I love the dash – it is my favorite punctuation. But I like to write it as seen here – a hyphen with spacing on either side. This is terribly incorrect and not what I pass with clients when editing their work. But I like the looks of it and it is right there on my keyboard, easily accessed.
Hyphens, however, have a more specific uses than to look pretty on my computer screen. Particularly to combine two words, creating compound words. Most compound words do not require a hyphen, and those that do really have no grammar rule to follow. Every expert has the same “non-answer”: consult a dictionary. (This begs the need for an entirely different post.) Examples of hyphenated words are:
- The Tell-Tale Heart
Besides the hyphen, there are “true dashes”. The En Dash, the Em Dash. Both have keyboard shortcuts dependent upon your computer type that I advise you to investigate, learn, and use. However, with my Mac computer/operating system, I find it easiest to use the “insert” or “special characters” function from the drop-down menu.
The En Dash is so named because it is approximately the size of a typed letter n. It is a smidge longer than the hyphen and often confused as being a hyphen. But the En Dash is used to join words or numbers in place the word “to”, to note a span of time. It can also be used to join to compound phrases.
- This year’s winter, an insane September–April.
- Edgar Allan Poe lived from 1809–1849.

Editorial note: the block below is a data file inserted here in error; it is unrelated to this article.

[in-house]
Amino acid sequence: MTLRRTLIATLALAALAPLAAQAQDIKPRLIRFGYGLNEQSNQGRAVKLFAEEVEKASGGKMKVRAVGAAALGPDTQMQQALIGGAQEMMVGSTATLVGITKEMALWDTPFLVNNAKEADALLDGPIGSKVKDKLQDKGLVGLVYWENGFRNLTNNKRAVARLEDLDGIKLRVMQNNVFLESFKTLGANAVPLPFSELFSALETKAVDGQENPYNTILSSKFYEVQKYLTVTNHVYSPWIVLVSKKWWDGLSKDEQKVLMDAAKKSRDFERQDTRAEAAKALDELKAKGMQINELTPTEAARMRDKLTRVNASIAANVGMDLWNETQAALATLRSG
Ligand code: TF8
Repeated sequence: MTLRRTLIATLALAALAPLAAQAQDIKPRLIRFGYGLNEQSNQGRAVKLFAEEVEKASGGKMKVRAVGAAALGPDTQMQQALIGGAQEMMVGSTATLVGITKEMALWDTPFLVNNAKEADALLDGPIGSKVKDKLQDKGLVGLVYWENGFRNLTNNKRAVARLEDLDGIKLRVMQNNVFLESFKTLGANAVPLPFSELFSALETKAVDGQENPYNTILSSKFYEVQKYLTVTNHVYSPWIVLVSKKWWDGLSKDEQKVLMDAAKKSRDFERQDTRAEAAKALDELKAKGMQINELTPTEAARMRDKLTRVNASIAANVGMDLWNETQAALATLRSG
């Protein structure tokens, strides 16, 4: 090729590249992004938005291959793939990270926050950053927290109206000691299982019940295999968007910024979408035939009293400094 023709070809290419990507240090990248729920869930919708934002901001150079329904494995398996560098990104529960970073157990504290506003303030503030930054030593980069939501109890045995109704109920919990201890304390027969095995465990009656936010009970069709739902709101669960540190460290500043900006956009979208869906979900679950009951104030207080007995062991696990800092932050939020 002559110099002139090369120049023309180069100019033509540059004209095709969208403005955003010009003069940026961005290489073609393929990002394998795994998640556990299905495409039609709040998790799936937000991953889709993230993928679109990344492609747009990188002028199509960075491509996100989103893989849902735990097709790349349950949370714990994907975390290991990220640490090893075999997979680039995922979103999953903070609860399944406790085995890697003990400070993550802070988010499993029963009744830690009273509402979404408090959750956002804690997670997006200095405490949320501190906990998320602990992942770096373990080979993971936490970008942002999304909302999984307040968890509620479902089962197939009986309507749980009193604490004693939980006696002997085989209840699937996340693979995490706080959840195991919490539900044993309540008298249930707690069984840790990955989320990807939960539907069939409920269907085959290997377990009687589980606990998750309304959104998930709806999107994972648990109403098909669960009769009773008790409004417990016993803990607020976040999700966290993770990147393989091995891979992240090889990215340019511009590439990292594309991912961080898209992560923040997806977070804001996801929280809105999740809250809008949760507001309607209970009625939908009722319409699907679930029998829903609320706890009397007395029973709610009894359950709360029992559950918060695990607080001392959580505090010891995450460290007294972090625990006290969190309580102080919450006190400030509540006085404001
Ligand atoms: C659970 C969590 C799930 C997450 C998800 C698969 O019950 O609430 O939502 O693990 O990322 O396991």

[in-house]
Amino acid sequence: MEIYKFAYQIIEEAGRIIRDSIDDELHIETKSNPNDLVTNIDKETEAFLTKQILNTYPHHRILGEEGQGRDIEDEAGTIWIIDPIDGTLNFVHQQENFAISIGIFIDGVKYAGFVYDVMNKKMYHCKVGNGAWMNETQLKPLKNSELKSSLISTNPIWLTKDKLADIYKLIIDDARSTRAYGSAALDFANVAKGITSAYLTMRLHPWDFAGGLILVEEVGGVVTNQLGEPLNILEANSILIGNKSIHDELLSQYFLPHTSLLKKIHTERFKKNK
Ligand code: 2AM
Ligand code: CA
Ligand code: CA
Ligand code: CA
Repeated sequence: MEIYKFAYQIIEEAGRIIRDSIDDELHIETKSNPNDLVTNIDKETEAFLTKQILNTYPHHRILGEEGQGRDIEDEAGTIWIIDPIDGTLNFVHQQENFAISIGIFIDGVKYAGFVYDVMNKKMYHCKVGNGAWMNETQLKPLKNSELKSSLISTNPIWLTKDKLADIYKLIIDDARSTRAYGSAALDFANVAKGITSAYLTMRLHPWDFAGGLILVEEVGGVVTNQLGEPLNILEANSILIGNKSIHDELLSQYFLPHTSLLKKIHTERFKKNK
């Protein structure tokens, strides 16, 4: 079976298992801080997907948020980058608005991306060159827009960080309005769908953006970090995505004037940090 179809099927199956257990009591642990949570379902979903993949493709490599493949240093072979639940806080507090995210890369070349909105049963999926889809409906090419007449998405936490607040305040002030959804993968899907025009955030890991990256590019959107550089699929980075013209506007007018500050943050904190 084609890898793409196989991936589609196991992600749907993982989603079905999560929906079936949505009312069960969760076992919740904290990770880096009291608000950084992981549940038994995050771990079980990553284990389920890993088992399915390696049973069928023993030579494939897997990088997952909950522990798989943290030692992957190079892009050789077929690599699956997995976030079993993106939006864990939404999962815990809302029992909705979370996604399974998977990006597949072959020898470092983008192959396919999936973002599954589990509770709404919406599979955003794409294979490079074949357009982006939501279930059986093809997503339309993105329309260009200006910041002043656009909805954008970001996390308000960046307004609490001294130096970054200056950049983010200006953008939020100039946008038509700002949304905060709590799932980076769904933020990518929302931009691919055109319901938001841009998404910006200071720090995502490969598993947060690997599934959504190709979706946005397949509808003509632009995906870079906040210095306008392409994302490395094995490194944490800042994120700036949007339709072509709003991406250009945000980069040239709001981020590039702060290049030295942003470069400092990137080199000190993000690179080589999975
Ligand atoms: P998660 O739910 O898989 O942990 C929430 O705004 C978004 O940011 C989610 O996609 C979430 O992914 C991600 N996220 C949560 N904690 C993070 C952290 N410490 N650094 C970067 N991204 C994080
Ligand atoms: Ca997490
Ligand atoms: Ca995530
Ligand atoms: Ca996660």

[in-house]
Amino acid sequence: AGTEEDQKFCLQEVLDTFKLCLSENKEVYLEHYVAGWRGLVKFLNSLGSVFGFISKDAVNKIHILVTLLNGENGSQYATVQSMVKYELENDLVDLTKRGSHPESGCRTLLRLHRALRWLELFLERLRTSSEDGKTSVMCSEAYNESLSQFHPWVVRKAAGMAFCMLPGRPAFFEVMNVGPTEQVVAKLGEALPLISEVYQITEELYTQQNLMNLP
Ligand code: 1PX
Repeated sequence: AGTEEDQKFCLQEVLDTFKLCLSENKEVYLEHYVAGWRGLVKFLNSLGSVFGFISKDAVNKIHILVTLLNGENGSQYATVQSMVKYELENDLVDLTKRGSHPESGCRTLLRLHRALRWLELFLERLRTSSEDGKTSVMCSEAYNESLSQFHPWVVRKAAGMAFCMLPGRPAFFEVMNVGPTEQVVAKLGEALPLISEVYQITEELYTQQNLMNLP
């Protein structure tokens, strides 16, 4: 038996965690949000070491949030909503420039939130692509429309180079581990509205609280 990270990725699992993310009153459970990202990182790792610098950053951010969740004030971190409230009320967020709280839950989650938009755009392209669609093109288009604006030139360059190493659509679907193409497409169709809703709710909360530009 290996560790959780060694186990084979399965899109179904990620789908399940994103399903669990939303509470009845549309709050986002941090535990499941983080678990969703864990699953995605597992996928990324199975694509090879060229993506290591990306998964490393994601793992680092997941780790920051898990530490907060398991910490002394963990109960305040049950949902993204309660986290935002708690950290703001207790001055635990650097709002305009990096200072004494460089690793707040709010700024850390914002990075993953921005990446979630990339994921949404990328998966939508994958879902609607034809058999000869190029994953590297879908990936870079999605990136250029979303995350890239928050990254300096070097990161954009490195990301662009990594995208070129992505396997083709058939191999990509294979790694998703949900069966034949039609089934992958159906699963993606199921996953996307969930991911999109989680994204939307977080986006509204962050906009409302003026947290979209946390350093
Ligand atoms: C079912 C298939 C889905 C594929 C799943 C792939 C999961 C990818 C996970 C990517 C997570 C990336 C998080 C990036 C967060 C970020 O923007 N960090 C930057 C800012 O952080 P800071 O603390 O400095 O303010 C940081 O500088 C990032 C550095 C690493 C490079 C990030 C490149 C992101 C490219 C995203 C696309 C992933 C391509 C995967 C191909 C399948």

- It’s an 8th grade–9th grade poetry competition.
- The Minnesota–Wisconsin border is created by the St. Croix River.
The Em Dash is easy but unattractive and, quite frankly, lazy writing. Named, of course, because it is about the width of the letter m. I think it is ugly, hogging location and not using spaces on either side. But, alas, it is the correct way when making a quick transition or abrupt break in a sentence. Be mindful that this symbol can be easily over-used! When handwriting or typing in “lazy writing” mode, the Em Dash is the go-to punctuation, used in place of parentheses, commas, colons, semi-colons. Examples:
- I advise my clients to format every type of dash and squiggle to one uniform Em Dash—which is what most publishers require.
- While she did not like the dash, she was not suggesting it be removed—it was essential for the sentence structure.
This post is only a smattering of rules and instances where dashes can be used. I have left out:
- The tilde, and similar swung dash styles, aka squiggle. I sign my emails like the following, and many more.
- ~ Michelle
- The horizontal bar, use at the start of a quote:
- ―Be the change you wish to see in the world.
- The figure dash, used in phone numbers: 555‒867‒5309.